“How many credits is this course worth?” Many parents have asked me this question about various courses. It may seem fairly straightforward, but it’s a little more complicated than you might think. What makes up a credit or what counts as a credit varies from state to state and even from city to city. The same amount of work may count differently in New York City compared to the rest of New York state. So, let’s take a closer look at the world of homeschool credits for high school.
What Is a Credit?
The concept of a credit is based on the Carnegie unit, which refers to one daily hour of instruction five days a week for 24 weeks. If you do the math, that’s 120 hours of instruction. This time-based standard helps states and schools determine whether students are present in class often enough to learn and understand the material. In a brick-and-mortar school, the students’ success in a class is usually determined by both attendance and regular assessments. They earn credits by meeting the requirements.
How Do State Standards Affect Credits?
You probably know that most states require 180 days of instruction per school year, which means that most schools’ schedules include way more time than the minimum required for a Carnegie unit. Additionally, each state’s department of education may define the number of hours of instruction required for a credit differently. Larger cities with their own board of education may also have their own definitions. You can usually find out what you need to know about your state’s standards by looking up the graduation requirements set by your department of education.
For example, the New York State Education Department defines a single diploma credit as the completion of the required learning objectives in the class as well as attending 180 minutes of instruction per week (36 per day) through the school year. For graduation, students must have 22 credits total, many of which have to be for specific courses.
However, the New York City Department of Education requires 44 credits total. That doesn’t mean that the city requires twice the amount of work from its students. Rather, completing the required number of hours and assessments earns two credits instead of one. It amounts to the same thing, but the terms are different.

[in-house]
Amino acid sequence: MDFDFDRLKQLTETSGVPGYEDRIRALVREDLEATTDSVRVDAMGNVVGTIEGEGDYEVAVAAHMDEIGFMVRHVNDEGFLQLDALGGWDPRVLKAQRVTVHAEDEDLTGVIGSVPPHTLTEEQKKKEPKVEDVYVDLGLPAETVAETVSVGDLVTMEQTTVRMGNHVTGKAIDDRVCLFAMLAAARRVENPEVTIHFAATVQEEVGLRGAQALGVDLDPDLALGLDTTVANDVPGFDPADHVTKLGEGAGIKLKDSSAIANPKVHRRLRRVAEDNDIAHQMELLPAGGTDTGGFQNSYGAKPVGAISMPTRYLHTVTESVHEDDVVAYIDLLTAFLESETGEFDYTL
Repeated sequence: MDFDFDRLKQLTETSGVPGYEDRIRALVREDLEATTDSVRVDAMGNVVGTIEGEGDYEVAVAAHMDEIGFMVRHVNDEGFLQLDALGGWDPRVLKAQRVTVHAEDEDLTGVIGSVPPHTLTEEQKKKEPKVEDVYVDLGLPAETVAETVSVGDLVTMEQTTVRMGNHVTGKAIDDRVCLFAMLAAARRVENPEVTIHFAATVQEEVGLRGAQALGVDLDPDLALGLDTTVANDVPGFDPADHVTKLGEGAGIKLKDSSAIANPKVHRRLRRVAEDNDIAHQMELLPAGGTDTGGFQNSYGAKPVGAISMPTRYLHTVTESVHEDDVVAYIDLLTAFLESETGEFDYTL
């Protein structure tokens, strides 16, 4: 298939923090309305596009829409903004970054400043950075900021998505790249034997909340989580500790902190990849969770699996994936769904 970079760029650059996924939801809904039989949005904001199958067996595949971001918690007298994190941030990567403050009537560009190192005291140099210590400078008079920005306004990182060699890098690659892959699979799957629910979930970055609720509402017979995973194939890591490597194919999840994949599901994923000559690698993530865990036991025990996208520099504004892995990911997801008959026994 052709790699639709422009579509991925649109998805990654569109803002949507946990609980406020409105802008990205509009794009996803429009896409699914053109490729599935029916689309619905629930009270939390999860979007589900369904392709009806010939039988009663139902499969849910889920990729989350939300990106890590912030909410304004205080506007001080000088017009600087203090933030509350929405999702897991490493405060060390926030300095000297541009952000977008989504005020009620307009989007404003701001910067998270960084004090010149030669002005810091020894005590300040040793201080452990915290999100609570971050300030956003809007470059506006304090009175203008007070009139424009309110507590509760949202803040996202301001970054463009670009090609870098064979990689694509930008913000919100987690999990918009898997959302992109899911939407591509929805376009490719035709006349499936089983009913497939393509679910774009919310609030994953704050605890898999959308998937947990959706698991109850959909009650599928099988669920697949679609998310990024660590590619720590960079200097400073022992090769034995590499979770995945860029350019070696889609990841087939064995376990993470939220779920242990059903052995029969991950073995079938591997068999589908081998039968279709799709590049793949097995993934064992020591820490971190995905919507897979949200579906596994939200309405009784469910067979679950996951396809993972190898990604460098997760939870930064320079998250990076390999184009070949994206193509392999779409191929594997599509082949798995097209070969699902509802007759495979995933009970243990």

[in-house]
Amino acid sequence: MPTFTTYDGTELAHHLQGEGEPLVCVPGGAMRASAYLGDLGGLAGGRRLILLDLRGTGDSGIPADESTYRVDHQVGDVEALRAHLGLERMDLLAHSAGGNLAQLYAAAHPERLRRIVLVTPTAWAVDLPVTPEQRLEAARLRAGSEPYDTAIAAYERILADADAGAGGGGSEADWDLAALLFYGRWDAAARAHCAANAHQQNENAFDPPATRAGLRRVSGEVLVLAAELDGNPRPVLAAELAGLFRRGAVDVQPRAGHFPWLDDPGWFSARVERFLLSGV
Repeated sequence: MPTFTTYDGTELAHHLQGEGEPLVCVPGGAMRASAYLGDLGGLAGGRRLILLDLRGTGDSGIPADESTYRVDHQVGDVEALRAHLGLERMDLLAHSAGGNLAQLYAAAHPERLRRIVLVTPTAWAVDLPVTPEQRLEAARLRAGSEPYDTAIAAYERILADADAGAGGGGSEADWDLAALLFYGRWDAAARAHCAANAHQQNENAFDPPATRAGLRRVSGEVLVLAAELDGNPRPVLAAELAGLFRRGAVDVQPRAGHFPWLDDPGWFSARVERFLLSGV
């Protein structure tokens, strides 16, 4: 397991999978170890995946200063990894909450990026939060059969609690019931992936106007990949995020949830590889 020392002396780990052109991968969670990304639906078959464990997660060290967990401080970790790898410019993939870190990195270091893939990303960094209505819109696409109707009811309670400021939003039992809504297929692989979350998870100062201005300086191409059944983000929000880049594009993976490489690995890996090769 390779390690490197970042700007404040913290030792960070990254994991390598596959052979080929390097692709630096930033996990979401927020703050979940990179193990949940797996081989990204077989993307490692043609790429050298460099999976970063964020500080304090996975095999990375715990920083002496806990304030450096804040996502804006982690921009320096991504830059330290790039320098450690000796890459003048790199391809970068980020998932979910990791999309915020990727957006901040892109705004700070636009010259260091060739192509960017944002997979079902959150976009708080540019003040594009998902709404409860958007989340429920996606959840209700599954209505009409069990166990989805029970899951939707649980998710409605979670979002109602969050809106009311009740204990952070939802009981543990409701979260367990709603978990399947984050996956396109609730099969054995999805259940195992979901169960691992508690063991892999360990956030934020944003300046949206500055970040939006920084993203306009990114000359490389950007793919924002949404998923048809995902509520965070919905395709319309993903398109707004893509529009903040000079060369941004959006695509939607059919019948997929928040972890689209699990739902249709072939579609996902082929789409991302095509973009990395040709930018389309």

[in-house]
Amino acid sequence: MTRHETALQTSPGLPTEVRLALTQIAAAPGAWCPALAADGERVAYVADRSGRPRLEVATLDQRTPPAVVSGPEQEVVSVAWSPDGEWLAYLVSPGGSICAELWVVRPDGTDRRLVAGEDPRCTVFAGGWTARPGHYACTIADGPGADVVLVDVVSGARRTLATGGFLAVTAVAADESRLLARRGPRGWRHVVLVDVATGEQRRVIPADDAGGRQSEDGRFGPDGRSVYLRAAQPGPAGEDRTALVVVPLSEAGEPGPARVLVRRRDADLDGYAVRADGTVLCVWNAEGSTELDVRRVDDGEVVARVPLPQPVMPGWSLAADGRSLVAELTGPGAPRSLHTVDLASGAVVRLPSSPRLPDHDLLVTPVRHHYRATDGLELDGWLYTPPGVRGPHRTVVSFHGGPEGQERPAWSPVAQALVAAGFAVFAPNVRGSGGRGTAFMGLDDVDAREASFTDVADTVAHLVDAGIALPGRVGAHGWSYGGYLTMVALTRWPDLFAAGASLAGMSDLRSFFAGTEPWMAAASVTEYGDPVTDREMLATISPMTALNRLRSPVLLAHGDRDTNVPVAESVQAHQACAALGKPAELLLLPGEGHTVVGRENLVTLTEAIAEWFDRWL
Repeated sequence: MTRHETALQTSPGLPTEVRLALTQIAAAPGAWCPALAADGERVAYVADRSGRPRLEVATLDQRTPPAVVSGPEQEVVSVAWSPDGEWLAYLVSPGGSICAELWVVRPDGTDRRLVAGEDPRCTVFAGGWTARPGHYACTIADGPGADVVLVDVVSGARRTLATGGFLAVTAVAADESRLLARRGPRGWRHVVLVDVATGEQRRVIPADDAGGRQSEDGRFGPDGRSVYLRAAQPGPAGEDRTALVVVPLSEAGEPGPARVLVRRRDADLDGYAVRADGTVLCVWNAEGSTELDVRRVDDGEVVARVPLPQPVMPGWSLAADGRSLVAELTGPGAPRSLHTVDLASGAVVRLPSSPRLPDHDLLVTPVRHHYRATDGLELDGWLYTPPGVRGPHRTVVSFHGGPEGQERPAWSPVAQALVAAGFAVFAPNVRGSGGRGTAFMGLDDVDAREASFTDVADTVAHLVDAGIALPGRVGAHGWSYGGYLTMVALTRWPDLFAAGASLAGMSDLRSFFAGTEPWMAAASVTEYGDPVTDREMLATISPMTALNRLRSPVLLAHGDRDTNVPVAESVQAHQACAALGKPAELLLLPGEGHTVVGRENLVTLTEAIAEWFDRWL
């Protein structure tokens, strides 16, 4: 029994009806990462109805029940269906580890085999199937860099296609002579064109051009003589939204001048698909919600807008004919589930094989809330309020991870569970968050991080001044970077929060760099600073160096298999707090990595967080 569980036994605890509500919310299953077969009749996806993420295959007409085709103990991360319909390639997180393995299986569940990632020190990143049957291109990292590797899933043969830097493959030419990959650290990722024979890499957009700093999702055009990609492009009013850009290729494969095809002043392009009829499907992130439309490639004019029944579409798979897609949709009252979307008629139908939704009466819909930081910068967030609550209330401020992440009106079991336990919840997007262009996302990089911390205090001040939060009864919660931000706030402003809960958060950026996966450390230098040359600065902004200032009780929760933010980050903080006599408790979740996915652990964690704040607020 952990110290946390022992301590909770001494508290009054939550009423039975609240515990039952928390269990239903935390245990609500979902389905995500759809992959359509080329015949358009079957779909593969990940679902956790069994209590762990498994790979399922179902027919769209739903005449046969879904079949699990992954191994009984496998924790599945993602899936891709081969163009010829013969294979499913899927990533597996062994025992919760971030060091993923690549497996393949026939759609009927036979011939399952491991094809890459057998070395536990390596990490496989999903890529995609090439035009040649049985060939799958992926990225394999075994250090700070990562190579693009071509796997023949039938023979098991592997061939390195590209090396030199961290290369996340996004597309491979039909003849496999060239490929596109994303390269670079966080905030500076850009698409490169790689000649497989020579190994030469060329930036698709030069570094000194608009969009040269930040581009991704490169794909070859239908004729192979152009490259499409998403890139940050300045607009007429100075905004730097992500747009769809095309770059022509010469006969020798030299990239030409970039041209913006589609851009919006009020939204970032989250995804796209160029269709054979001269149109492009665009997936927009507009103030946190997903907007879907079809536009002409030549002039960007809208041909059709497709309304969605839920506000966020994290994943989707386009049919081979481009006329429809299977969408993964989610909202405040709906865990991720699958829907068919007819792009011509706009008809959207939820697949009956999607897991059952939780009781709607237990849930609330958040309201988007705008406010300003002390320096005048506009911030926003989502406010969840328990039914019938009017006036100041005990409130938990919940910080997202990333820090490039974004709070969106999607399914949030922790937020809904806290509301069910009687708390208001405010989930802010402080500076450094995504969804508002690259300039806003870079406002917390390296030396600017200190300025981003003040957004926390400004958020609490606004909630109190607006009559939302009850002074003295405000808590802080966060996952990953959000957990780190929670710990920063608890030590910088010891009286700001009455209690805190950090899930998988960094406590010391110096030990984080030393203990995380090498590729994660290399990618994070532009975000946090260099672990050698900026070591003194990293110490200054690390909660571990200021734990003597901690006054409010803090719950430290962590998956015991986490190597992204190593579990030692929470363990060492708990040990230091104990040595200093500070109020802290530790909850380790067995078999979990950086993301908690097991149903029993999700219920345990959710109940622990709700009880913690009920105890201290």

When you’re looking at these state standards, you have to keep in mind that they’re designed for public schools and classroom settings. The teacher must prepare for at least 180 days of instruction, but few students actually attend all of those days. Students have sick days, snow days, doctor’s visits, sports trips, and family emergencies. You know, life happens. Schools may have several buffer days for teacher workdays, weather-related shutdowns, or activity days, but a student’s absences will often overlap with the required days of instruction rather than the buffer days.
What Does This Mean for Your Homeschool Credits?
At the end of the day, homeschool credits aren’t about meeting your state’s regulations for homeschool families. They’re about what you’re going to put on your child’s transcript. You will want to record the credits your student has earned in a way that reflects either your state’s graduation requirements or the admission requirements of your student’s college of choice.
So, keeping records of what you do in your homeschool will be an important part of your daily routine. These records will help you know that you’re at least meeting the 120-hour criteria of a Carnegie unit. This is especially helpful if your state doesn’t have a required number of days of instruction. You can honestly say that your child has met the requirements for a credit even if you don’t have another standard to work toward.
For additional information regarding which subjects your state requires or how many days of instruction you must complete, check the Home School Legal Defense Association database of state homeschool regulations.
The question of how many credits a particular course is worth isn’t actually that helpful. What you should be asking is “Does this meet my state’s requirements?” And, for all current BJU Press courses—provided that you’re following the lesson plan overview or video lesson guide—yes, it does.
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